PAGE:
HDAC inhibitor shows promise as part of new combination therapy for high-risk liver cancer in children

Researchers and medical experts at Baylor College of Medicine are tackling the alarming rise of (HB), the most prevalent among children. Over the past decade, HB cases have surged globally, marking the steepest increase among all pediatric solid tumors.

Addressing this concerning trend, a team spearheaded by Baylor's researchers has devised a promising treatment strategy, as detailed in the Journal of Hepatology. Dr. Andrés F. Espinoza, a general resident in Baylor's Michael E. DeBakey Department of Surgery and the study's lead author, emphasized the urgency, stating, “High-risk disease translates to high relapse and mortality rates.”

The study explores a novel combination therapy incorporating an inhibitor targeting histone deacetylase (HDAC), an enzyme found at elevated levels in HB . Dr. Espinoza noted, “Previous studies hinted at HDAC inhibitors as potential HB treatments, but there's been a dearth of published preclinical data on such therapies.”

To gauge the efficacy of the innovative combination therapy, the team devised a preclinical testing framework utilizing clinically relevant HB models. Their efforts offer hope for advancing treatments and improving outcomes for those affected by this devastating disease.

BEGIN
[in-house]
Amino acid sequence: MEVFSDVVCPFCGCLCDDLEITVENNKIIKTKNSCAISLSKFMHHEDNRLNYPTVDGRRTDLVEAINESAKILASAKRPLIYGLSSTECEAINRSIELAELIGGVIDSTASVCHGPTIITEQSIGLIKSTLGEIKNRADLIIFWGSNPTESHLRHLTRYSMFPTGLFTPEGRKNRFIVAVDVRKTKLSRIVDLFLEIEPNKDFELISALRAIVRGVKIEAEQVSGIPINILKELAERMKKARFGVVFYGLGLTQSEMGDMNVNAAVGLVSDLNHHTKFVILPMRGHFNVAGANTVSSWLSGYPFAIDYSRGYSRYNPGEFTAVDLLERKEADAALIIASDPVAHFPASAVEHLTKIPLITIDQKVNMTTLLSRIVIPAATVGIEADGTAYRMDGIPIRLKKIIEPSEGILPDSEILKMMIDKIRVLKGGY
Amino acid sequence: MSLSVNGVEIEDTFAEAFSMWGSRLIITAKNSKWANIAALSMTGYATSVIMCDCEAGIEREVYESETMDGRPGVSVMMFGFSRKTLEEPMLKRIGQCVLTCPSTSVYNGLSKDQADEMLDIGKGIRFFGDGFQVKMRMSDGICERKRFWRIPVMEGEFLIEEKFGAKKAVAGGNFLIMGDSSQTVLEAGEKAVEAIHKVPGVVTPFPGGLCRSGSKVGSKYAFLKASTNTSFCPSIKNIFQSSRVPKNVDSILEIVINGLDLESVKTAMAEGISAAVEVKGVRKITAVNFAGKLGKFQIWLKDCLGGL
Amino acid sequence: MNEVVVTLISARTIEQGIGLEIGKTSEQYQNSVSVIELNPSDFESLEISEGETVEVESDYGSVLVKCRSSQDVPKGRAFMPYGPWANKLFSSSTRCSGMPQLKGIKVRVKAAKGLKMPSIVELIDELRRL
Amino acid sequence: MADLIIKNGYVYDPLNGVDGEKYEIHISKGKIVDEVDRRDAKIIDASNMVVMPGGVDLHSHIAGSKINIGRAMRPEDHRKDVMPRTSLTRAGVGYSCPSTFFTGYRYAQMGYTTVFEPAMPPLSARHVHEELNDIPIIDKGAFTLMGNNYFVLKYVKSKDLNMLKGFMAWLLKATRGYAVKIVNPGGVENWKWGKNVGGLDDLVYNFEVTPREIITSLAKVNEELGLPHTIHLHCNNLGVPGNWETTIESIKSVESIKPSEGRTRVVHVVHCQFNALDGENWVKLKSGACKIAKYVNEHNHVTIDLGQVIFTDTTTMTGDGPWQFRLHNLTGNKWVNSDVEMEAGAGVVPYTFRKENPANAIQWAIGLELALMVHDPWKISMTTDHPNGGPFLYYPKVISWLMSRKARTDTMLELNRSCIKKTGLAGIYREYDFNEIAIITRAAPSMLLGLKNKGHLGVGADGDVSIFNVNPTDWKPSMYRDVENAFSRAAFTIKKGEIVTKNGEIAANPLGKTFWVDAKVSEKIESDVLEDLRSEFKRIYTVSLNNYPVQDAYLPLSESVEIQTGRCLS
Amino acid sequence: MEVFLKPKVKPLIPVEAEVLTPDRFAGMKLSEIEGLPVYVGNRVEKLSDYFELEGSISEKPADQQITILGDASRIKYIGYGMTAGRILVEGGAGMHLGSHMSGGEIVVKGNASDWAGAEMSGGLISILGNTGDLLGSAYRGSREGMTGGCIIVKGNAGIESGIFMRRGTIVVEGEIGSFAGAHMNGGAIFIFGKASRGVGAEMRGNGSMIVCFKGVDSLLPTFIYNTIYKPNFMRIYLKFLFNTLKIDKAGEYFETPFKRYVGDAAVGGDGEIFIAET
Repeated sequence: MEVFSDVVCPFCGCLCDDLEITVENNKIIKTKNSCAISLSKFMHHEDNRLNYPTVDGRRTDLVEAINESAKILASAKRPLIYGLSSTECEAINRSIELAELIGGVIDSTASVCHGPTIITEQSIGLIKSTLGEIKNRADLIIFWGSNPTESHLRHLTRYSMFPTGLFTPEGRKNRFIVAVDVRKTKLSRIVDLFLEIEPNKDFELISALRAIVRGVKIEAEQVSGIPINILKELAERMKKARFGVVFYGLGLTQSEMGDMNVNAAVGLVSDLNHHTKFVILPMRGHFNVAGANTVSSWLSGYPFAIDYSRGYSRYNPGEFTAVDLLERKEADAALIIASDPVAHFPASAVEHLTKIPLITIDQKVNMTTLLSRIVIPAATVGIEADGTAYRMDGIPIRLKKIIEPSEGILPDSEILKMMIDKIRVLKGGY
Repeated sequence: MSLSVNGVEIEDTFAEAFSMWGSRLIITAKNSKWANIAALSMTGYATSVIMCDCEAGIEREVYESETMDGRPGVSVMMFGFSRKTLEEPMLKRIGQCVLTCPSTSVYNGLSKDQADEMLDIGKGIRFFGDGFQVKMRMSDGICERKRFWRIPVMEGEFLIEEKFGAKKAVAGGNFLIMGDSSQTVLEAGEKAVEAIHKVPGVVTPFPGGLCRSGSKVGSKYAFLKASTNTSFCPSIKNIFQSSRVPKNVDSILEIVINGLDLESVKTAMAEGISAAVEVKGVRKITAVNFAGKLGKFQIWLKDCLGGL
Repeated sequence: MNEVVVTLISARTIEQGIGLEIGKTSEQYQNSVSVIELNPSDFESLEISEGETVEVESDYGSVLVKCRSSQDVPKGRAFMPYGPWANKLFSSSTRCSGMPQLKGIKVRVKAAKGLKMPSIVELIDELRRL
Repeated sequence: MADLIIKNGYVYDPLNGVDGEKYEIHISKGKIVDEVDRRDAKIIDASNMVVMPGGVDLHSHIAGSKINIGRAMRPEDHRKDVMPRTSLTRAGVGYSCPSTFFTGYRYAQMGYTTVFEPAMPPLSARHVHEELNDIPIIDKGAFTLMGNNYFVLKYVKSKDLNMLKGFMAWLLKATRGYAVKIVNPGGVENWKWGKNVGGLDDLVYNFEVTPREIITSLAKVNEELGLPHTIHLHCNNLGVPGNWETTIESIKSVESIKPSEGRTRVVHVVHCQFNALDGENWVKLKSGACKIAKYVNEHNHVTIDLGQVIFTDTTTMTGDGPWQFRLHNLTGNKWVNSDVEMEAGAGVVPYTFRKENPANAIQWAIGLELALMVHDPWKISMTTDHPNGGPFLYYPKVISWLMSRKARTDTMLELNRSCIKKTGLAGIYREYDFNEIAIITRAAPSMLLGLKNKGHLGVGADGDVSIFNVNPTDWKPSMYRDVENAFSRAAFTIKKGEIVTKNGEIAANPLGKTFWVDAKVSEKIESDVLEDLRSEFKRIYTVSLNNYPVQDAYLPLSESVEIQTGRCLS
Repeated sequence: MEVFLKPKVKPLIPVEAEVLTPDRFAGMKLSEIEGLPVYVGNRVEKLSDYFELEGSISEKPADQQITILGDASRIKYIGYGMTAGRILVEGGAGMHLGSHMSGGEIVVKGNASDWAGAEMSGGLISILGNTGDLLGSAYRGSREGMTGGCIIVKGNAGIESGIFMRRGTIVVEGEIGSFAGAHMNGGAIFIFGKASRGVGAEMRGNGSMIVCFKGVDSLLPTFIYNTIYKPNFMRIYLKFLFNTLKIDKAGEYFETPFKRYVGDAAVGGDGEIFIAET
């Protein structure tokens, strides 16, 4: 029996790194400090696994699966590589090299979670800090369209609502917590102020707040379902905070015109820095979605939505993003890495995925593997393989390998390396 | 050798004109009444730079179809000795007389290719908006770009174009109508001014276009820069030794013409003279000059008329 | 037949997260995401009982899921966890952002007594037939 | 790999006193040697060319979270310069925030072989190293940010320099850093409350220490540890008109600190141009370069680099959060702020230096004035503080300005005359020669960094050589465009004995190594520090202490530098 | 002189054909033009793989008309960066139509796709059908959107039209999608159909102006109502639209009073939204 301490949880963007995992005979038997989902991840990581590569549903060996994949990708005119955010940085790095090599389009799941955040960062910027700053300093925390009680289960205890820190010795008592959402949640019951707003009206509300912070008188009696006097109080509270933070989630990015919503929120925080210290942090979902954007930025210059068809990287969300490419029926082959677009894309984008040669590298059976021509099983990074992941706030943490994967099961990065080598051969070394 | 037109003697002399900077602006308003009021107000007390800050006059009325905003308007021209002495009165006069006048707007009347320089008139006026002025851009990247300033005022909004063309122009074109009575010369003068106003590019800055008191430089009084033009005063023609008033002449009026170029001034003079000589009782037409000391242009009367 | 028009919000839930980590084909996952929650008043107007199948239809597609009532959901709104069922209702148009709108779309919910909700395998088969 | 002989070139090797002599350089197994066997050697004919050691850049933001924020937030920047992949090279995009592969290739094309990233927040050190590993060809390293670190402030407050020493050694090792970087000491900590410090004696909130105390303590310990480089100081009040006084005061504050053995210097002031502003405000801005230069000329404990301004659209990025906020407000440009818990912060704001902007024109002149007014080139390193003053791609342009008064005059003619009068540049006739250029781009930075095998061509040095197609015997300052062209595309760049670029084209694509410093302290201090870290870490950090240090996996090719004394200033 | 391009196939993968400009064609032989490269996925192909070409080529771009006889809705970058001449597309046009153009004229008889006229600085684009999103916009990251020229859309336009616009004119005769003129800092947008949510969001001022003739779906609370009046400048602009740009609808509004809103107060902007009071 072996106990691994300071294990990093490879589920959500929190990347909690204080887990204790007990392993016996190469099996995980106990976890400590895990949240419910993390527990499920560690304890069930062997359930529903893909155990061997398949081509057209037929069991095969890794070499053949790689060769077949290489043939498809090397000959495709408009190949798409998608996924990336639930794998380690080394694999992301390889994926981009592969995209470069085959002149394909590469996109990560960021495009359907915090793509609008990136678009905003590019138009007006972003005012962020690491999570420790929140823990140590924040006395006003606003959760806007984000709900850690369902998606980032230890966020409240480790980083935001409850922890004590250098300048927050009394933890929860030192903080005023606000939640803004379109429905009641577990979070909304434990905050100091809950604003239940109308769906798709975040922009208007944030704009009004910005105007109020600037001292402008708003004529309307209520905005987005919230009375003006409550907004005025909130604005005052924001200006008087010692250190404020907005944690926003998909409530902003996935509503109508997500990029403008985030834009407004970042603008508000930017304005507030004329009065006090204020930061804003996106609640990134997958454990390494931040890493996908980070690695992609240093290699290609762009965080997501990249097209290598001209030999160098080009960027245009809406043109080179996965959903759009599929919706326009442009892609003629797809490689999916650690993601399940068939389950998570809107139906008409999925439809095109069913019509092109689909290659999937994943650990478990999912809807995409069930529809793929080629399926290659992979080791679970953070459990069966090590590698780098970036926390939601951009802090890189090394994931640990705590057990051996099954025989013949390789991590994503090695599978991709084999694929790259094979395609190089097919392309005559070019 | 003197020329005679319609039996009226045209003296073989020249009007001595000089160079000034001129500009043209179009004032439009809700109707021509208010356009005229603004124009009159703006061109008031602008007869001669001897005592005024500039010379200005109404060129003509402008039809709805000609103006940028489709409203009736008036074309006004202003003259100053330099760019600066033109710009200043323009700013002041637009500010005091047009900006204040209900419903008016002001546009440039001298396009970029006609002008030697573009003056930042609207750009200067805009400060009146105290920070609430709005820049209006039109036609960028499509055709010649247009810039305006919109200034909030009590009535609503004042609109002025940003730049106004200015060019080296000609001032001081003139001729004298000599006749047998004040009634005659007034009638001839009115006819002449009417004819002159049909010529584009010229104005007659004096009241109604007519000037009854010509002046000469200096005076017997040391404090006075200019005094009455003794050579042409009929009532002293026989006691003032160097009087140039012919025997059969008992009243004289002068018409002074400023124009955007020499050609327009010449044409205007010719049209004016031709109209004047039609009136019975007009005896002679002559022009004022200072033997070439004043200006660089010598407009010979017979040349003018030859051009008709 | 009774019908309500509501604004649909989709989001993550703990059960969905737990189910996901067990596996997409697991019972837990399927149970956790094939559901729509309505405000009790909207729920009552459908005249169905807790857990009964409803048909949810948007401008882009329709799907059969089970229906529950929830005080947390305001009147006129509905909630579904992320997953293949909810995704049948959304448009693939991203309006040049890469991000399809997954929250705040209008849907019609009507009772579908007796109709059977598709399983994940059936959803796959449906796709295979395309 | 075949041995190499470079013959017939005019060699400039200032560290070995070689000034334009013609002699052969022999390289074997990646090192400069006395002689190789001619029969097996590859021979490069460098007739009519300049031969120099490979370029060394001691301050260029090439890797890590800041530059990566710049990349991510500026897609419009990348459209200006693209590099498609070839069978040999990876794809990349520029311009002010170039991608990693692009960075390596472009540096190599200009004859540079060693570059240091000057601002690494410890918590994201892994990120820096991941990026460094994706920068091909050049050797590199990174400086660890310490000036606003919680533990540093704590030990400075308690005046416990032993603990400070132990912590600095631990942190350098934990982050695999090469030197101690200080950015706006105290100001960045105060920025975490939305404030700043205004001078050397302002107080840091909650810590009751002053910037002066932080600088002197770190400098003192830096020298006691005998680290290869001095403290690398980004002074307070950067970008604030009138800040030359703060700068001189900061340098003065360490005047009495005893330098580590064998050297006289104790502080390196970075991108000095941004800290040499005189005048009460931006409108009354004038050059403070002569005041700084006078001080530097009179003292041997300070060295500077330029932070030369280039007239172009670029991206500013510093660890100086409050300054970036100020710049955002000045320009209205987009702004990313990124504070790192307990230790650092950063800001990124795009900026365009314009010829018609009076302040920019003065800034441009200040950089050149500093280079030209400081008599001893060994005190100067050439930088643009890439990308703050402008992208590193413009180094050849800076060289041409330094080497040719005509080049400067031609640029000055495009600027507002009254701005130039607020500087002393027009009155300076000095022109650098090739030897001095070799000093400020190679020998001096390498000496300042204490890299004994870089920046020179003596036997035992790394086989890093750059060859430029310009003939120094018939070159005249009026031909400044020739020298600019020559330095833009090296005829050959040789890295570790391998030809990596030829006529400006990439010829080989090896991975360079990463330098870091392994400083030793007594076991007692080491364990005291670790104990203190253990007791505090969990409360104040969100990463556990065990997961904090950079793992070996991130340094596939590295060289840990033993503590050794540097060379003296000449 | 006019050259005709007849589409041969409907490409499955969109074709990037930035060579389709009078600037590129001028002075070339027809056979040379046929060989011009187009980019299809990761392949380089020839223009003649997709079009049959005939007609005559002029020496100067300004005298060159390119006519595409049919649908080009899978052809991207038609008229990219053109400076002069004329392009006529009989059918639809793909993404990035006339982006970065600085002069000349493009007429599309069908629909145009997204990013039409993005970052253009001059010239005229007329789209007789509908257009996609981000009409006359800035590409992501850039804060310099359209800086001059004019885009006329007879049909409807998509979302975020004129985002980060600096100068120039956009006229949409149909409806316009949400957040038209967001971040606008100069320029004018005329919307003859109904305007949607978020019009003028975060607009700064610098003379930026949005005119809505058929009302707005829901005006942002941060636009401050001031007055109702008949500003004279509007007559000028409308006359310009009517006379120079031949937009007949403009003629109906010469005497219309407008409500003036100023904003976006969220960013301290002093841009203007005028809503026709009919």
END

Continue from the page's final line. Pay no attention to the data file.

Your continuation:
Identifying an effective new combination therapy

The research journey began with the screening of various HDAC inhibitors to assess their efficacy in targeting patient-derived HB cell lines cultured in the laboratory. Among the tested inhibitors, panobinostat emerged as the most potent in eradicating .

Subsequently, the team delved into investigating whether supplementing current chemotherapy protocols with panobinostat could enhance tumor response. Their experimentation involved screening these combined treatments using patient-derived spheroids, three-dimensional derived from human tumor samples. Results unveiled that integrating panobinostat into the treatment regimen alongside vincristine and irinotecan exhibited superior efficacy in eliminating tumor cells compared to other combinations.

Transitioning from lab-based studies to animal models, the researchers evaluated the new combination therapy, dubbed VIP (vincristine, irinotecan, and panobinostat), in four aggressive HB models derived from high-risk, relapsed, and treatment-resistant HBs. Molecular profiling of the tumors in the animal models revealed a of mutations and molecular markers akin to those observed in human tumor samples, underscoring the translational relevance of the findings.

Notably, unlike previous studies that focused on treating small-sized tumors, this investigation targeted large tumors. Dr. Sanjeev A. Vasudevan, the corresponding author and associate professor of surgery at Baylor, highlighted the promising outcomes, stating, “After just one week of therapy, the tumors treated with VIP exhibited a significant reduction in volume and alpha fetoprotein levels, a key tumor marker.”

These compelling findings pave the way for considering VIP therapy as a promising and potentially effective option for patients grappling with currently untreatable high-risk, relapsed, or refractory HB.

Source: Baylor College of Medicine

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